Even now, with each of us on opposite sides of the planet, we are using digital social tools to employ the same collaborative approach in the book we are co-writing.  Interestingly, having built up our collaborative muscles, we found that producing a piece of work together took much less time than it would have taken us working on it individually.  Two heads were and are, indeed, better than one, and on a number of levels.
What “social tools” did we need in order to do this?
They were the human ones I referred to earlier.  Empathy and listening, playing the “yes” game with each other and seeing what the other suggests as a diamond in the rough, being overt about our purpose and losing the need to be right or compete with each other.  None of this is rocket science.  However, humanity could not have developed a rocket science that took us to the moon and back without having learnt to collaborate.  There are, indeed, many other stories of successful human endeavour that came about as a result of collaborative effort.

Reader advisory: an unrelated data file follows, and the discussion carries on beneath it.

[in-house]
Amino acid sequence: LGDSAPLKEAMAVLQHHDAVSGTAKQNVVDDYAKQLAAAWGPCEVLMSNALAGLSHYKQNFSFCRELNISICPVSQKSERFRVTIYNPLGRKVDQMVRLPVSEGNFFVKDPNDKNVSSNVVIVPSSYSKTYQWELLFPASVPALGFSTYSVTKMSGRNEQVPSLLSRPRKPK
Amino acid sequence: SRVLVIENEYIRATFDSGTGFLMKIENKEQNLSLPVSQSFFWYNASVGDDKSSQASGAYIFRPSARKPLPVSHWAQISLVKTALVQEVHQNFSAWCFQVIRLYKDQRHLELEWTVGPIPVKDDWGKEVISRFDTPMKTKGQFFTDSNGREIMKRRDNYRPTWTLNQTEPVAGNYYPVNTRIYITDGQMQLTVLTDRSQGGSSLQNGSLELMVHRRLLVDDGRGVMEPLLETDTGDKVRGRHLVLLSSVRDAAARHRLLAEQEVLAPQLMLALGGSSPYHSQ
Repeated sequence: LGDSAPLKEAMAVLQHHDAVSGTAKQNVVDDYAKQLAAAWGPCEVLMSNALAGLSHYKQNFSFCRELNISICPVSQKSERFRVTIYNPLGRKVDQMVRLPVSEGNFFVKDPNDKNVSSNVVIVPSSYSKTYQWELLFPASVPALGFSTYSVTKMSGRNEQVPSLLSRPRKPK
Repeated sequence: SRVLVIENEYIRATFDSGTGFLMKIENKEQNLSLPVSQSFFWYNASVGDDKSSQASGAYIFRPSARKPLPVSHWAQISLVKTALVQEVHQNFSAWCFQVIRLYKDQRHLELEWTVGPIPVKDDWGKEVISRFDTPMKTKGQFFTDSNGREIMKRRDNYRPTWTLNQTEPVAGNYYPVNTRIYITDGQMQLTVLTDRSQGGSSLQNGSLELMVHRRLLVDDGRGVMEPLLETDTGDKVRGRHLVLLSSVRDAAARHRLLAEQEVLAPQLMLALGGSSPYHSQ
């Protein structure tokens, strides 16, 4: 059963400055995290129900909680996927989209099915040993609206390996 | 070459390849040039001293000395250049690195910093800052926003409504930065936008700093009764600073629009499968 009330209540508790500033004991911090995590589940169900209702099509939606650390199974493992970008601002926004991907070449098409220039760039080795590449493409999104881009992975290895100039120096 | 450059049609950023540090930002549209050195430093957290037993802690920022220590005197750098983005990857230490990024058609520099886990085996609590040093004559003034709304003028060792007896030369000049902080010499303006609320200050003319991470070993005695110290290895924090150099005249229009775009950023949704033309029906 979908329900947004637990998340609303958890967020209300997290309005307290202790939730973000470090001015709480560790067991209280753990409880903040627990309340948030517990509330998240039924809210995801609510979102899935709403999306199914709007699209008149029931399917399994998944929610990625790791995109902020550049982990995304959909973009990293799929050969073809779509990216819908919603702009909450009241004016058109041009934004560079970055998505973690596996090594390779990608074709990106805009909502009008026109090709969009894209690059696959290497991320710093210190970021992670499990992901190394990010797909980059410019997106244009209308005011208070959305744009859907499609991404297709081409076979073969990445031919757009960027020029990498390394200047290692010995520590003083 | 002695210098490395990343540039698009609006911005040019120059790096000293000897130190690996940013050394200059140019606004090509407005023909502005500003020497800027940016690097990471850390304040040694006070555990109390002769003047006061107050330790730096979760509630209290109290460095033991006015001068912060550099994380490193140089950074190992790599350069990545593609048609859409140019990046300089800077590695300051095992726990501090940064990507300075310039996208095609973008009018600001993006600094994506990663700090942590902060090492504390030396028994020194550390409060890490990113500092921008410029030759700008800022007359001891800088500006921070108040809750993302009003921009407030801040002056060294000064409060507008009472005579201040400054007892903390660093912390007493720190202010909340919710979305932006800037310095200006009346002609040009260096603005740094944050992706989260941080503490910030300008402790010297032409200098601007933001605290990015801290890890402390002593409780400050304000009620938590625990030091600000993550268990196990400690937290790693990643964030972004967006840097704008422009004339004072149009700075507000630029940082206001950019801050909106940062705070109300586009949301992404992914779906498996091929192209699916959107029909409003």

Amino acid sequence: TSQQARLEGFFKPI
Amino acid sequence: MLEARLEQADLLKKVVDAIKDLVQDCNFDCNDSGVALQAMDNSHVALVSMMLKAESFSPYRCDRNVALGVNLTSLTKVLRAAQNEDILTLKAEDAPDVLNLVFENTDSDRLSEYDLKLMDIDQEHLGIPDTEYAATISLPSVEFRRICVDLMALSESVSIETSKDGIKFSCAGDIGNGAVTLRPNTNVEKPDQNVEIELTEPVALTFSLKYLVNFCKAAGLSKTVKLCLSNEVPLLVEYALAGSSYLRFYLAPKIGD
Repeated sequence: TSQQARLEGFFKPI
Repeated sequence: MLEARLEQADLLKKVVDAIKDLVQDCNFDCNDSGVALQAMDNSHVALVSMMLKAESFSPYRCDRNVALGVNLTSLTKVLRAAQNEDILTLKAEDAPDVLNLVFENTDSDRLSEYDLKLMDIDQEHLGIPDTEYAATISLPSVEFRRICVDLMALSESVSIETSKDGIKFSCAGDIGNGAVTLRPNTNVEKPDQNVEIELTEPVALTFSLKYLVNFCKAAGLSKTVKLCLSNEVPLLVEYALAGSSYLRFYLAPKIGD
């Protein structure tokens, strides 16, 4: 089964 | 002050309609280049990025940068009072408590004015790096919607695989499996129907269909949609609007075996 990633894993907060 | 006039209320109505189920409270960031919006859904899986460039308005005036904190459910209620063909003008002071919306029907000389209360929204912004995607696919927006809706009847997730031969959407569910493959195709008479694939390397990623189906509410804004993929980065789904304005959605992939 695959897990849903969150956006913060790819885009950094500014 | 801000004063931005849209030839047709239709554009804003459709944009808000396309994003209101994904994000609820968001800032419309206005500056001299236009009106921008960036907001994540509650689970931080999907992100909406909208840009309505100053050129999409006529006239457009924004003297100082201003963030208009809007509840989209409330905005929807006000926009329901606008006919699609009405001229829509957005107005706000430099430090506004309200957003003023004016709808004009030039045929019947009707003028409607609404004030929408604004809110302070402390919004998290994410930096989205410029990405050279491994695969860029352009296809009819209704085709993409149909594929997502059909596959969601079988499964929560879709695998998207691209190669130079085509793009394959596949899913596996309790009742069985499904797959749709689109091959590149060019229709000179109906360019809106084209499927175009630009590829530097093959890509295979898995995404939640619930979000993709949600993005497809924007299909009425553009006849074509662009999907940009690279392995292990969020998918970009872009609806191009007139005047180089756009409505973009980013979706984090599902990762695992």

So why so we balk at the idea that we might invest time and effort into delving into a sociometric look at how we organise our shared efforts?  Pioneered by J. L. Moreno in the early 20th century, sociometry is a way for groups to examine themselves and provides ways for groups to reflect on and refine their interpersonal relationships.  
Noted Psychodramatist John Nolte has written that “the lack of attention to Moreno’s work lies in the fact that his methods and theories fall far outside the realm of orthodoxy, that his work is too far ahead of its time.”  I tend to go along with this statement.  It’s another example of our capabilities not keeping up with the world we have created.  In a world that is heavily influenced by what Moreno termed “the destructive effects of the three forms of materialism: technological, psychological, and sociological”, I can see how something which doesn’t provide quick answers to what we still prefer to see as simplistic problems would seem alien.
Humans generate collaboration and cooperation. The telephone did not make us more collaborative, neither will digital social media.  There is nothing “soft” about learning to be more caring and role reversing with others.  There is nothing “soft” about learning how to listen to people deeply.  There is nothing “soft” about learning how to be vulnerable with each other.  There is nothing “soft” about letting go of competitiveness.  
These are the things that will perhaps help us to grow 21st century workplaces and help us to keep up with the world we have, for better or worse, created.